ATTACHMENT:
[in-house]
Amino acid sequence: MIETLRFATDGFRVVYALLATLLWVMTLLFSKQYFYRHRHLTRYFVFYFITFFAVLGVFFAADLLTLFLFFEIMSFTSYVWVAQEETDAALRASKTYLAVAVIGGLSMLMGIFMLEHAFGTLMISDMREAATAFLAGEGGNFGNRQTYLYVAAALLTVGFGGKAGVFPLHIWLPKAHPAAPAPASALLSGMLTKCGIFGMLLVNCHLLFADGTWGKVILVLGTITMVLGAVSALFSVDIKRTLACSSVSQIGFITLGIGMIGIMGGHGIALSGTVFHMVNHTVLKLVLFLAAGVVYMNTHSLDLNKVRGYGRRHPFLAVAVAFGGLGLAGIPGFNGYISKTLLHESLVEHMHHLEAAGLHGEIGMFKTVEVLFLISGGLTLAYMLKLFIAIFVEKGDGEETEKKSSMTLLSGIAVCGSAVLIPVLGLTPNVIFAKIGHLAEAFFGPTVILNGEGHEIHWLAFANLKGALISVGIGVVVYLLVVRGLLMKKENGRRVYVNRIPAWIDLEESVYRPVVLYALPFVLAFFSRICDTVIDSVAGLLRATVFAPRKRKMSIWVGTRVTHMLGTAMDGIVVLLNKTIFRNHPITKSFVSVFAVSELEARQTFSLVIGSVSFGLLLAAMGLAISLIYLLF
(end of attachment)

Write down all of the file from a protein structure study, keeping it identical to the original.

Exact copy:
[in-house]
Amino acid sequence: MIETLRFATDGFRVVYALLATLLWVMTLLFSKQYFYRHRHLTRYFVFYFITFFAVLGVFFAADLLTLFLFFEIMSFTSYVWVAQEETDAALRASKTYLAVAVIGGLSMLMGIFMLEHAFGTLMISDMREAATAFLAGEGGNFGNRQTYLYVAAALLTVGFGGKAGVFPLHIWLPKAHPAAPAPASALLSGMLTKCGIFGMLLVNCHLLFADGTWGKVILVLGTITMVLGAVSALFSVDIKRTLACSSVSQIGFITLGIGMIGIMGGHGIALSGTVFHMVNHTVLKLVLFLAAGVVYMNTHSLDLNKVRGYGRRHPFLAVAVAFGGLGLAGIPGFNGYISKTLLHESLVEHMHHLEAAGLHGEIGMFKTVEVLFLISGGLTLAYMLKLFIAIFVEKGDGEETEKKSSMTLLSGIAVCGSAVLIPVLGLTPNVIFAKIGHLAEAFFGPTVILNGEGHEIHWLAFANLKGALISVGIGVVVYLLVVRGLLMKKENGRRVYVNRIPAWIDLEESVYRPVVLYALPFVLAFFSRICDTVIDSVAGLLRATVFAPRKRKMSIWVGTRVTHMLGTAMDGIVVLLNKTIFRNHPITKSFVSVFAVSELEARQTFSLVIGSVSFGLLLAAMGLAISLIYLLF